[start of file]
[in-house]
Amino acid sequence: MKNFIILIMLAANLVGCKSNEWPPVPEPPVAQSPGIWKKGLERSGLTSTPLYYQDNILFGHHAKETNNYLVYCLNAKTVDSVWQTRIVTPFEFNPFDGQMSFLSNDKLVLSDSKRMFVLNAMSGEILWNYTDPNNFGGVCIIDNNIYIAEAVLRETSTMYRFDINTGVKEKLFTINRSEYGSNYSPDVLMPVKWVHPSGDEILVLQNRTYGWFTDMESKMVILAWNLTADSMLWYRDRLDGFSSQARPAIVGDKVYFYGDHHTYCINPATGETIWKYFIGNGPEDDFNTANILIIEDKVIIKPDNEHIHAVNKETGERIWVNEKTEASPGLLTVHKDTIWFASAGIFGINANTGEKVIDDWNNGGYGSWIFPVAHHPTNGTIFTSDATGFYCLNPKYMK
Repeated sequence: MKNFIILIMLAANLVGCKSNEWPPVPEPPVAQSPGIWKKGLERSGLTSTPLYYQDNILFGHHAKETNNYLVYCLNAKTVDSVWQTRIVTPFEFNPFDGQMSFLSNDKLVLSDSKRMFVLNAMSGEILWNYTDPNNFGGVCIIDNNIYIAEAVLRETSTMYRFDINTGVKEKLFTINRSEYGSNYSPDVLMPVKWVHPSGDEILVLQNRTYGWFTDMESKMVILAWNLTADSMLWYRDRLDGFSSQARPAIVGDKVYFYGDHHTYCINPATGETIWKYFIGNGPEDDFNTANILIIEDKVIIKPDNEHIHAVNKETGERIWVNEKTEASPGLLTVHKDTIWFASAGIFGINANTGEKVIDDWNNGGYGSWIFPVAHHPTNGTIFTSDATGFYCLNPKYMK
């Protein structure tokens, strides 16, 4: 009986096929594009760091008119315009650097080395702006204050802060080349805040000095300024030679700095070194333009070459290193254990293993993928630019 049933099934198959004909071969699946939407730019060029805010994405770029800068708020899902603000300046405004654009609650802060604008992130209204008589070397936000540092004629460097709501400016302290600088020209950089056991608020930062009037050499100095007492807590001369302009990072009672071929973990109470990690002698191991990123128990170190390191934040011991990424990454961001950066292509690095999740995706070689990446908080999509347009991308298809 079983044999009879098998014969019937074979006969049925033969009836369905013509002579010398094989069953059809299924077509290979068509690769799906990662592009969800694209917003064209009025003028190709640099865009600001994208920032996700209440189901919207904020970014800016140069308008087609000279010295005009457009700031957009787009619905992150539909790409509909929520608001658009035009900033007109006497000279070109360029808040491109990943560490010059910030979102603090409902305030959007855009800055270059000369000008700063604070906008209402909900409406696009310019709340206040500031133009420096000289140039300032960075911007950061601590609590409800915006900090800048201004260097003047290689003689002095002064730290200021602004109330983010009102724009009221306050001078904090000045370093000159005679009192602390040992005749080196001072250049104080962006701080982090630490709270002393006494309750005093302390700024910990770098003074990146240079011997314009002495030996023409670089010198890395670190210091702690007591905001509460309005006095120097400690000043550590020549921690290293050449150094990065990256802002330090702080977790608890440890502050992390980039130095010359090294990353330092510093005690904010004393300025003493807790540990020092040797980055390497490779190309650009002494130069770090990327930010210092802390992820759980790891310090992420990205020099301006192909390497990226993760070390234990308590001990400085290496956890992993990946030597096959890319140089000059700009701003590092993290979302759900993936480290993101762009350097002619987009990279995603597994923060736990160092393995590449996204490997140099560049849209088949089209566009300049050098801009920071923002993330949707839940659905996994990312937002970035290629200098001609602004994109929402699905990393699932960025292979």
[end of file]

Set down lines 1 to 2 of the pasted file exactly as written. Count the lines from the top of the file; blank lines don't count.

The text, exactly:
[in-house]
Amino acid sequence: MKNFIILIMLAANLVGCKSNEWPPVPEPPVAQSPGIWKKGLERSGLTSTPLYYQDNILFGHHAKETNNYLVYCLNAKTVDSVWQTRIVTPFEFNPFDGQMSFLSNDKLVLSDSKRMFVLNAMSGEILWNYTDPNNFGGVCIIDNNIYIAEAVLRETSTMYRFDINTGVKEKLFTINRSEYGSNYSPDVLMPVKWVHPSGDEILVLQNRTYGWFTDMESKMVILAWNLTADSMLWYRDRLDGFSSQARPAIVGDKVYFYGDHHTYCINPATGETIWKYFIGNGPEDDFNTANILIIEDKVIIKPDNEHIHAVNKETGERIWVNEKTEASPGLLTVHKDTIWFASAGIFGINANTGEKVIDDWNNGGYGSWIFPVAHHPTNGTIFTSDATGFYCLNPKYMK